The danger, of course, is having the tapestry of the River City meta story (does that phrase work better than 'universe?') be confusing to readers. To minimize this, I use dates a lot, and landmark or watershed events for reference, which I think helps. But I wouldn't blame someone for picking up the River City short story collection Dead Even or the first Kopriva novel Waist Deep and going, "Wait! Katie MacLeod's a detective now? I just read the latest book, and she's on patrol..."

(Spoiler: Katie MacLeod makes detective in 2002).

Man, I probably do need that bible, huh?


Blatant self-promotion this time is pretty much evident throughout...but my episode of A Grifter's Song, did just come out.

You can get Down Comes the Night by itself, or better yet, subscribe and get the whole season with stories from Eryk Pruitt, Asa Maria Bradley, Holly West, Eric Beetner, and Scott Eubanks as well as mine.

Not only does subscribing get you a break in price, but you get a subscriber-exclusive bonus episode. This season, it's one that turns a few things you thought you knew right on their head...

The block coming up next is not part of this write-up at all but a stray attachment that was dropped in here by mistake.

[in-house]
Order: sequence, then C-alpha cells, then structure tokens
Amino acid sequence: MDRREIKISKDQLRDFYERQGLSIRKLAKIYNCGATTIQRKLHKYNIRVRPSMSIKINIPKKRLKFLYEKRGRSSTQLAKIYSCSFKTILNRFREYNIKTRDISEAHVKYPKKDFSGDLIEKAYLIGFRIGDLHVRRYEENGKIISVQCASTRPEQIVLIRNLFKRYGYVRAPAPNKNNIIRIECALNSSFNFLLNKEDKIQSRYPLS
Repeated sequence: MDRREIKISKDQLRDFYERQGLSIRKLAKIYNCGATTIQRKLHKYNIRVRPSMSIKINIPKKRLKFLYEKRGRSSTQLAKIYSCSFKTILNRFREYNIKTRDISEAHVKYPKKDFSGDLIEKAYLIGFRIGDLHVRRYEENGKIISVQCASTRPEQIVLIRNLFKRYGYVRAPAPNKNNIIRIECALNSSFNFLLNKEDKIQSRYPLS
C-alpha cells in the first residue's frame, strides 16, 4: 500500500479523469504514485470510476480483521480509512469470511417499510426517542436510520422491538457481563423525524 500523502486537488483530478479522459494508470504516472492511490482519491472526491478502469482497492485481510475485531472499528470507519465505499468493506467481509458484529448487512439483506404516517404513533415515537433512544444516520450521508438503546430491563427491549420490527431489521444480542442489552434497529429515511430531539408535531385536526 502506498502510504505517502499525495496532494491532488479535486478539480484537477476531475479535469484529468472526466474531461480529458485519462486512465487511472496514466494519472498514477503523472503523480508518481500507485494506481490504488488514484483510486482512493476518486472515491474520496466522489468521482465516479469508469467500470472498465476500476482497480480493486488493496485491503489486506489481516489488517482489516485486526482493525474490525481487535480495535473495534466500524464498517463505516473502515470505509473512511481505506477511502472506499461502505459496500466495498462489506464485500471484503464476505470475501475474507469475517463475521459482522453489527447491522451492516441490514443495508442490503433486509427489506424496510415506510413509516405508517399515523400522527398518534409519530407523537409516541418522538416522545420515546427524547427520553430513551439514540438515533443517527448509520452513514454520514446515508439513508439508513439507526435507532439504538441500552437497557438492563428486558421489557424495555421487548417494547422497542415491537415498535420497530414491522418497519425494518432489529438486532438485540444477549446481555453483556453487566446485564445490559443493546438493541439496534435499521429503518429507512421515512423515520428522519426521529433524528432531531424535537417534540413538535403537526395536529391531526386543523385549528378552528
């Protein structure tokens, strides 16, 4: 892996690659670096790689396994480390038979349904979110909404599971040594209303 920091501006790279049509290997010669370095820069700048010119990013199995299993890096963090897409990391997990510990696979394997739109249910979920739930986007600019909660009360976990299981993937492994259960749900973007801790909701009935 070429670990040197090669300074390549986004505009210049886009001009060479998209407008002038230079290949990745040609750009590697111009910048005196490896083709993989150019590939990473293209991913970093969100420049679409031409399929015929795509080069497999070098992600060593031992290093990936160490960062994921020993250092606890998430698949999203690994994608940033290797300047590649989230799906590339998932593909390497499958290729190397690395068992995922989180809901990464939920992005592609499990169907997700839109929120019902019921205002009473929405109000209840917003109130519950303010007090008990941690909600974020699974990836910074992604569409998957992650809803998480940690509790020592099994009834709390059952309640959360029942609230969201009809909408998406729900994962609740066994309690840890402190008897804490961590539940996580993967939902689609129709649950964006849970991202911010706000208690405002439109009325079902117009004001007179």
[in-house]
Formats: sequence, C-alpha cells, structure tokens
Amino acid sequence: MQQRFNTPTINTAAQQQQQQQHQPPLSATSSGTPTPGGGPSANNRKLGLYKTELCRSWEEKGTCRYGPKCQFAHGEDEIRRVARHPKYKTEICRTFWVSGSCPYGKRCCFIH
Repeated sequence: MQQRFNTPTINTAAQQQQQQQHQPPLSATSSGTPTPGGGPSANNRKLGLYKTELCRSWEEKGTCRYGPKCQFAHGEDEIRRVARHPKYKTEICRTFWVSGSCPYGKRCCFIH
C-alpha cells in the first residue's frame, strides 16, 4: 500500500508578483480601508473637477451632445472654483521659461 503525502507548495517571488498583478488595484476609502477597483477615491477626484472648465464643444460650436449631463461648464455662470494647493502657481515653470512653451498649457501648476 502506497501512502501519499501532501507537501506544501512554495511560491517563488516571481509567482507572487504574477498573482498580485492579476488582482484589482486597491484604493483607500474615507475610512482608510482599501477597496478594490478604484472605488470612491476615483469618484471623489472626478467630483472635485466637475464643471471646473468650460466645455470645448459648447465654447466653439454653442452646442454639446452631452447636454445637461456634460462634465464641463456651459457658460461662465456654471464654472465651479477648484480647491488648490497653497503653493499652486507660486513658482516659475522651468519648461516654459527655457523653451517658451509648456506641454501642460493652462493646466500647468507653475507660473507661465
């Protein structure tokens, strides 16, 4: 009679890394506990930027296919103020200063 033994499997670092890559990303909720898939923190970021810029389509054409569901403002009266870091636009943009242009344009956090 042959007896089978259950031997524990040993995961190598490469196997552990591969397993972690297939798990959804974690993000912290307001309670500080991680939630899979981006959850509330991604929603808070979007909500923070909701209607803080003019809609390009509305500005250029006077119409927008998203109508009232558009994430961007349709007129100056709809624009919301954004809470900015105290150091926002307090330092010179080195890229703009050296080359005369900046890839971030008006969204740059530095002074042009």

Speaking of which, I DO have a bible for this project, since it involves so many different authors. Maybe that's what I should've written about in this post. It honestly didn't occur to me until I looked at the date for this post and realized what my newest release would be.

Ah, well. Is anyone even reading this, anyway?


Jacqueline Seewald said...

The reason I keep a series character/plot bible for my Kim Reynolds mystery series is for the sake of consistency. As readers get to know the characters they expect certain characteristics. Blood Family picks up where The Bad Wife ends. The Booklist reviewer noted that on a previous book.

Paul D. Marks said...

I'm dizzy now, Frank. How do you keep it all straight?

Frank Zafiro said...

@Jacqueline, that's a perfectly smart reason - consistency. I've been fortunate not to gum up any events, and since I skimp on physical descrptions in this series, my danger level for messing that up is lower. But you're 100% right.

@Paul, I think it's a matter of having lived it these past sixteen years, having written the stories, planned and discussed the arcs...it's more like keeping family history straight for me at this point, which we all do w/o a pen and paper (except for the geneaolgy buffs).